Monday, July 17, 2006

Mother’s Little Helpers
These 5 services make life a little easier for new moms. by Koren Wetmore

The first few weeks following your baby’s birth, you may find yourself feeling a little bit overwhelmed.You’re tired, you’re adjusting to new responsibilities and – unless you have a lineup of wise and caring relatives to get you through – you could probably use some outside help.
Well, lucky for you, help is out there – and in some cases, it’s surprisingly affordable.We’ve rounded up five services that offer new moms a little postpartum support. Choose one that’s right for your needs and your budget.
Postpartum Doulas. Doulas may be best known as labor coaches, but they can also help new moms with breastfeeding, newborn care and instruction, mother care and household support. They can go with you on your first trip to the store with your baby, help you set up the nursery or perform other household tasks such as cooking or cleaning. Certified postpartum doulas have received infantand mother-care training through one of three major organizations (DONA, CAPPA or NAPCS).
“When you have a new baby, you’re feeling tired and overworked and not always sure of what you’re doing. A postpartum doula can come in, calm the atmosphere and makes you feel more confident,” says Donna Johnson, executive director of the Childbirth and Postpartum Professional Association (CAPPA).
Cost: $15-$25/hourHow to find: Contact CAPPA,888/MYCAPPA,; Doulas of North America (DONA), 888/788-DONA; or the National Association of Postpartum Care Services, 800/453-6852.
Baby Nurses. Similar to a postpartum doula, baby nurses help with mother and infant care, but they usually also hold an LVN or RN degree. Some are trained to help with special-needs or premature infants. Baby nurses don’t typically do cleaning or cooking.

“You can learn as much as you want from a prenatal class, but the truth is, nothing really sinks in until you’re at home with your new baby,” says Carolyn Markey, RN, president of the Visiting Nurses Associations o America.“A baby nurse can look at the environment and see what changes need to happen that you didn’t even think about.”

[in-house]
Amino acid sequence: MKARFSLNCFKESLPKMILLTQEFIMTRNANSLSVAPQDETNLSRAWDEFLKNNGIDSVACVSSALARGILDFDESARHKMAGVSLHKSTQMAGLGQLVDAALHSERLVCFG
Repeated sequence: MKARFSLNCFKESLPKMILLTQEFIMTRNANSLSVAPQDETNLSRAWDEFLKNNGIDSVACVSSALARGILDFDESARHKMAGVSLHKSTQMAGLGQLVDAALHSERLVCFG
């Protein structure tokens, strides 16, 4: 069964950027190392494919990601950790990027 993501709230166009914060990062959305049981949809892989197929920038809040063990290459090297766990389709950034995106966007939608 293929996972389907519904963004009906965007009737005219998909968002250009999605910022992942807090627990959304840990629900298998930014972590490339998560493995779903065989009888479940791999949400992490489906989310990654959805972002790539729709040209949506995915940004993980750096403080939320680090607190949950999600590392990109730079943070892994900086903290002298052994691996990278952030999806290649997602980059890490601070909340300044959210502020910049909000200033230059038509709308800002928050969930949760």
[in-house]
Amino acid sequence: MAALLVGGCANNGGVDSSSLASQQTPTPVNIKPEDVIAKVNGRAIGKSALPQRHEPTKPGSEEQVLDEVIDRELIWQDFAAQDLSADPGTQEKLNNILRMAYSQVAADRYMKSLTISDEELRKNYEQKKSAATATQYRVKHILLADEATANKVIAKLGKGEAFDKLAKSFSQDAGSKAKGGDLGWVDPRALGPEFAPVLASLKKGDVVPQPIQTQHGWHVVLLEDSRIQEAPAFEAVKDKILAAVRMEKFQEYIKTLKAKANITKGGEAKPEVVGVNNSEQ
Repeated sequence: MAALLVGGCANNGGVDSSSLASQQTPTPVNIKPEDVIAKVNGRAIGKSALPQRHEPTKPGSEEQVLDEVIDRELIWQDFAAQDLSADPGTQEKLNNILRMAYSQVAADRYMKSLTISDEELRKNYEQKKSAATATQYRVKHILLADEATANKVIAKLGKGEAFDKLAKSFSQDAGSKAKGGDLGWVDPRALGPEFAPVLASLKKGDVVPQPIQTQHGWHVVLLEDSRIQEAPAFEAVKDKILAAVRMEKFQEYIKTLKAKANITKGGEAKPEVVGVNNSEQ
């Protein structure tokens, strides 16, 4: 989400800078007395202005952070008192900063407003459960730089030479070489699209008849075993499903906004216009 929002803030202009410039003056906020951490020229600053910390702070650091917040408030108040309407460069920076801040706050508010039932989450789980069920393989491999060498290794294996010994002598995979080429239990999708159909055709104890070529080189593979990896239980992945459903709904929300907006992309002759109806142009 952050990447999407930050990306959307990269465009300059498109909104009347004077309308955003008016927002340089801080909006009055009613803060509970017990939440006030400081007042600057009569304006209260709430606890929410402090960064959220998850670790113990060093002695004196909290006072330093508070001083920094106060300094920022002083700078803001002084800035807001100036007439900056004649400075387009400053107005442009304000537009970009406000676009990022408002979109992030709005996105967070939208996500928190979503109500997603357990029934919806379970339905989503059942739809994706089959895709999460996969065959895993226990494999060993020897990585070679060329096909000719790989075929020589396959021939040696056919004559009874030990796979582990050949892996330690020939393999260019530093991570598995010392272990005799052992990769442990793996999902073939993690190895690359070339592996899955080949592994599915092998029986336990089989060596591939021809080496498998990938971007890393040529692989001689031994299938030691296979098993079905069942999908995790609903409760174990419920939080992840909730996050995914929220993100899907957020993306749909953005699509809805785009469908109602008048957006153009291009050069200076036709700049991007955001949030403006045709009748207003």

Cost: About $100 per visit (Some insurance providers will cover this cost.)How to find: Contact your local Visiting Nurses Association (
Personal Chefs. Unlike private chefs, who actually live in your home, personal chefs come in to cook on an as-needed basis or to prepare and freeze a number of meals you can conveniently reheat later. They can be hired by the week or by the number of meals (e.g. 20 meals per month). “Many times, the family will bring in a personal chef for the first few weeks so mom can focus on the new baby,” says David MacKay, executive director of the U.S. Personal Chef Association. “If the husband can operate a microwave or conventional oven, he can handle reheating the meals.”
Cost: $12-$15 per person/mealHow to find: or call 800/995-2138.
Housekeeping Services. Hand over the heavy-duty bathroom and kitchen cleaning to a housekeeping service. “It’s a relief for new moms to not have to worry about scrubbing the toilet or vacuuming the floor,” says Sarah Smock, marketing director for Merry Maids. “And when someone wants to come over to see your new baby, you don’t have to rush around trying to get the house clean enough for visitors.”
Cost: $65+ per visit How to find: Personal referral or local agency.
Personal Concierge Services. With fees based upon individual needs, companies offering concierge services will run your errands such as grocery shopping, dog walking or picking up dry cleaning. “Carrying those grocery bags and your baby too can be hard. A personal concierge does the shopping for you,” says Rhonnie McCauley, president of Errand Services Biz, a personal concierge service near Boulder, Colo. Not to mention that facing the world requires the occasional shower, which can be surprisingly tough for new moms of newborns. Cost: $15+/hourHow to find: Call 800/934-ICEA (the International Concierge and Errand Association) to locate a service near you.

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